Vaccination uptake in 16-17 year olds has levelled off at about 65%. Whilst this is in line with the national picture, we are working with the multi-partnership Communications Teams along with the newly formed SCC Behavioural Science Unit to encourage further uptake.
Rollout of Covid Booster Vaccination in Somerset:
Please do not contact your GP about this, you will be contacted when you become eligible for the jab, which is six months after your second dose. You will get a call, text or letter from your local GP led site to get the jab, or will be invited by the National Booking Service.
Those who are eligible for the Covid booster jabs include:
- those living in residential care homes for older adults
- all adults aged 50 years or over
- frontline health and social care workers
- all those aged 16 to 49 years with underlying health conditions that put them at higher risk of severe COVID-19 (as set out in the green book), and adult carers
- adult household contacts of immunosuppressed individuals
Also, we will be repeating the outreach work in Somerset for the hard-to-access groups for their boosters – this will start in November
It remains very important for anyone who has not had their first or second dose of the Covid-19 vaccine, to do so as soon as possible. While the first dose starts to provide some immunity, it is only two weeks after the second dose when you are considered to be ‘fully vaccinated’.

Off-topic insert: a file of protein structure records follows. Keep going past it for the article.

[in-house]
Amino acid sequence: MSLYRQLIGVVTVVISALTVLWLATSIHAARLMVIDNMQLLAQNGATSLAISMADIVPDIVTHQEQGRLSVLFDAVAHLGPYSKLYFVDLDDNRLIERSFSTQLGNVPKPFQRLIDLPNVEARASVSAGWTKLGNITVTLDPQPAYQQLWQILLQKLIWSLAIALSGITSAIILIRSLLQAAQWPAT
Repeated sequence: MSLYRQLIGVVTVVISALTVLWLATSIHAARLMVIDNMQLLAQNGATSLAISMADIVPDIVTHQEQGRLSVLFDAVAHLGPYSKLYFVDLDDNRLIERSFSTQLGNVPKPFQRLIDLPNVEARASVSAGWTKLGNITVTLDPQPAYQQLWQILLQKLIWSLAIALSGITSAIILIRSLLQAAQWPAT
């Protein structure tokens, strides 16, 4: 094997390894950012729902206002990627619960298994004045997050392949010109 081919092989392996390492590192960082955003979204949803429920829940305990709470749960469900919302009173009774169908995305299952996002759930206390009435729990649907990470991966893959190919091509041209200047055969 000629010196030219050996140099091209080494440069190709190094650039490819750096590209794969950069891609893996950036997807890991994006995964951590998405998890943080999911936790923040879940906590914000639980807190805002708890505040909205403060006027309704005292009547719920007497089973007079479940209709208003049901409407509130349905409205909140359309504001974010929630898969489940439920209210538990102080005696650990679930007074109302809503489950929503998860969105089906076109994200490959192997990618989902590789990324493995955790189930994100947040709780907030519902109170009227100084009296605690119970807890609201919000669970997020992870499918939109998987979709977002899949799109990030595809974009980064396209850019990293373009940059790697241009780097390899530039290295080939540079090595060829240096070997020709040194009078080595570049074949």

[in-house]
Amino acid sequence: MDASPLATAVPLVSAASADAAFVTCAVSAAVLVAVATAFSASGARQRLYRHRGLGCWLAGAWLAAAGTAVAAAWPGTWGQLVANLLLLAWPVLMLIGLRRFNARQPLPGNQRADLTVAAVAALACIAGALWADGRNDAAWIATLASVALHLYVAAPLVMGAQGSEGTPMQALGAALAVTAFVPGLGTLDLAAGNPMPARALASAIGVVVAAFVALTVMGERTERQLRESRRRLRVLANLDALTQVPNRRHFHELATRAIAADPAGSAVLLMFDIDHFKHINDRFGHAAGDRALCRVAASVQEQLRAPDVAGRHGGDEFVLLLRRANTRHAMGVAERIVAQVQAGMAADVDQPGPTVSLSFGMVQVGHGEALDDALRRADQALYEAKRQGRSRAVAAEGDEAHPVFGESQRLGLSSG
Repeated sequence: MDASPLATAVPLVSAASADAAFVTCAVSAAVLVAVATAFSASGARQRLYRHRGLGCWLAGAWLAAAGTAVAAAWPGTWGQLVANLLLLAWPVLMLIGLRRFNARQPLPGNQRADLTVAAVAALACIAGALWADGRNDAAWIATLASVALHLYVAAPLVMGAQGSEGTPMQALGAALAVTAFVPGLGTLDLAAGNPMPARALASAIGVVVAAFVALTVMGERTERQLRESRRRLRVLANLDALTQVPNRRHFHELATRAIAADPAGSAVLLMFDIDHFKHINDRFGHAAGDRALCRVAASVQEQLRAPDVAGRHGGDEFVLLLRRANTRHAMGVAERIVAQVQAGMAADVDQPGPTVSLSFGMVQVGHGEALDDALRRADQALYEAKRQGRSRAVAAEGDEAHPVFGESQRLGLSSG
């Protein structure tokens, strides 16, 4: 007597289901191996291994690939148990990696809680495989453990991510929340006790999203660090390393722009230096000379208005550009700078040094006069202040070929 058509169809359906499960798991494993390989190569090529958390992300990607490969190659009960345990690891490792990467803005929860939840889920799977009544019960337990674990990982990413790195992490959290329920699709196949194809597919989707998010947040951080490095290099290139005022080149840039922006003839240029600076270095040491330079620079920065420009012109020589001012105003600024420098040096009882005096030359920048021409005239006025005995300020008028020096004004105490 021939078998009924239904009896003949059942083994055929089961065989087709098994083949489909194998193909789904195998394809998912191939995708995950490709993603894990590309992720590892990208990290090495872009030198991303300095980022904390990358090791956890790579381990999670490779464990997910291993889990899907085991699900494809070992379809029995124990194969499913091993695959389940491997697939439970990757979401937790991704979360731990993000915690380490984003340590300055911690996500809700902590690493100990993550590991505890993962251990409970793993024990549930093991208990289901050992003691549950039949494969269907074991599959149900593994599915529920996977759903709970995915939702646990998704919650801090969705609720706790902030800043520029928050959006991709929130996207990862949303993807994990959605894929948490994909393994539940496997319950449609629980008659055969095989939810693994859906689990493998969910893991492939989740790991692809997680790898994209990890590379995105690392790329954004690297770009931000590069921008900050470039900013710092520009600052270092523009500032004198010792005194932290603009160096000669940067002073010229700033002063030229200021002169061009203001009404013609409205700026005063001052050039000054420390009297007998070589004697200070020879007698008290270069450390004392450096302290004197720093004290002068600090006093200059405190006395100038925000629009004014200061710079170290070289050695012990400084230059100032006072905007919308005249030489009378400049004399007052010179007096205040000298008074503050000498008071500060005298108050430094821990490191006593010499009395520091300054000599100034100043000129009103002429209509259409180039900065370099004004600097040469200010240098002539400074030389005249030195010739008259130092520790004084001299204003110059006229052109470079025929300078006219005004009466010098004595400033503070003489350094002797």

Training Session for youth workers and others supporting young people in Somerset – spaces remaining:
The vaccination programme in Somerset has been a considerable success, with around 90% of adults having received both jabs. But in some parts of the county, many young people have been hesitant to join the queue.
Vaccination uptake has been lower amongst 16–18-year-olds in some areas across Somerset, so it’s important for young people to have someone they can turn to if they have questions or concerns.
This training session is designed to help you understand some of the causes for vaccine hesitancy, talk to young people about their concerns and answer any non-medical questions they may have.
The session will cover:
- Common myths and misconceptions about the vaccine among young people.
- The latest information about how the vaccines work, how they’re made and possible side effects.
- What might prevent young people from accessing their vaccination?
- How to have open, supportive conversations about health-related issues.
- Where to signpost people to if they have more questions.
- Opportunity to learn about Spark’s Vaccine and Health Inequalities Small Grants Fund.
This training is for youth workers and others supporting young people in Somerset.
Date: Thursday 21st October 2021
For more information and to book, go to the opens in a new windowEventbrite website.
Resources and further information: Please do keep an eye our opens in a new windowHealthy Somerset website, which has a huge amount of information and resources to help keep everyone healthy happy and safe at this time.
For the latest local information as well as digital resources, posters and flyers please visit the opens in a new windowSomerset County Council website.
The Somerset Local Outbreak Management Plan outlines how we, the council, will work with the NHS Test and Trace Service, PHE, the NHS and other partners to ensure a whole system approach to preventing and managing local outbreaks. This can be found opens in a new windowhere.
Finally, please like them on opens in a new windowFacebook, follow them on opens in a new windowTwitter and share their posts with your networks to help them in communicating these important messages. Follow their Director of Public Health opens in a new windowTwitter account too.